• Hello, Sarah. It’s nice to hear from you again. I’m glad you had a good experience of London. To be fair, most people have a good time when they visit, as they should. I have a love-hate relationship with London, as a lot of residents do. I don’t think I’d want to live anywhere else, but sometimes it drives me to the edge. Overall, I’d say it’s 60/40 in favour of love.


  2. I am particularly angry about that Survey. As if we need more people panning Lambeth… first we are Loony Lefties, then we are apparently all crack addicts, now it seems we are the angriest in the uk. Its enough to make your blood boil!

    On a more positive note, Brixton now has the updated Windrush Square with beautiful fountain and weird fake trees and lighting set into rounded steps. How long it will look that good is anybody’s guess, but it will surely change the mood for a while. And us WesNozzers (people from West Norwood, also in Lambeth) are getting a municipal swimming pool by 2012. Surely we can crack a small glimmer of a grin?

    Mx


    • I heard about the Windrush Square, opened by our dear mayor last week. That’s definitely a good thing for the area. I don’t think Lambeth is any more angry than the rest of London. However, in places like parts of Westminster, Kensington and Chelsea, I expect it to be fragrant, with not a whiff of disagreement.


  3. London was one of the friendliest big cities I’ve ever visited too, but I may be biased by trips to surlier metros like Berlin. It may also be that London is so large that I got lucky and only ran into nice people. We tend to stay in Bloomsbury, as there are many B&Bs of good value (clean but cheap) near Kings Cross. Certainly London had the nicest cab drivers anywhere, helpful and knowledgeable.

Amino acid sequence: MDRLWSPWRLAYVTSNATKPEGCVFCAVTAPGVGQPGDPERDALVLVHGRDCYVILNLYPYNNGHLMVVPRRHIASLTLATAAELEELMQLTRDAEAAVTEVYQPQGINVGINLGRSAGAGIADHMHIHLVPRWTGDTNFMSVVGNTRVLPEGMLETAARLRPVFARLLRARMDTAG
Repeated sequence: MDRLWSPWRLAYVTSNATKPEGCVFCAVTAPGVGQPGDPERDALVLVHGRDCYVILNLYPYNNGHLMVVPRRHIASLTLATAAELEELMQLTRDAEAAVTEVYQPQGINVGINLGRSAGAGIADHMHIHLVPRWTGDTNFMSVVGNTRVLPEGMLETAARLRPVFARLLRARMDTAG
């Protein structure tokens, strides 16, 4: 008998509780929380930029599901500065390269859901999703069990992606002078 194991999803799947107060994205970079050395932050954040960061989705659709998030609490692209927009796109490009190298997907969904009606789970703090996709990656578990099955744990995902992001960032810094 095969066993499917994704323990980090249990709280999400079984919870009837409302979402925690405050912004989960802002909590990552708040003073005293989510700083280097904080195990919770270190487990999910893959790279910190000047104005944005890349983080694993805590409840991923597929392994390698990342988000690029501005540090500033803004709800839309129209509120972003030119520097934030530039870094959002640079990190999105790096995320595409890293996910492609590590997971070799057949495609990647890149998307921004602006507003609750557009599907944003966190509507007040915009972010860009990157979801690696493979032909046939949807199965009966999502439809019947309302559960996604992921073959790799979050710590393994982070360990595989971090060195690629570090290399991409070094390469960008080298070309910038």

• Bloomsbury is a nice spot. I haven’t been to Berlin yet, though it’s one of many on my list of places to visit. The cabbies here are very good in my experience. I’ve only ever encountered one surly individual. Usually, I have a good chat, which always makes the journey better. I don’t know when you were last in London, but Kings Cross has changed – a lot.


  4. I come from Lambeth. How dare you! Next time I’m over Stratford way…


    • Come and have a go if you think you’re hard enough…


  5. Don’t forget the weather … the weather can make you angry! And those people who stand on the left side of the escalator then get angry when you tell them to move… oh London, how I miss it so!


    • Marakita! How could I possibly forget about the escalator etiquette (frequently broken)? I don’t know where you’re living now, but if you want a London fix, you could do a lot worse than pop in here from time to time. I appreciate you coming to have a look.


  6. This seriously made me laugh! One time I had some guys sitting outside a cafe hit on me… Then when I ignored them THEY proceeded to yell at ME for being rude. Classic. I mean, guys, I know I’m a commodity with my tan skin and I probably hurt your feelings…but geeze! That’s no way to treat a lady.

    Man, I heart London!


    • You know your value, B. I like it. These kind of men tend to punch above their weight, then whine when they find themselves on their arse. When a friend gives the story of an experience like this, I tell them that person’s response proves they were right in their original assessment of them, so they have nothing to get upset or angry about. Those people were tools, no doubt, but if they had found a way of living positively, starting with building their own esteem without the arrogance, they would’ve got a better result.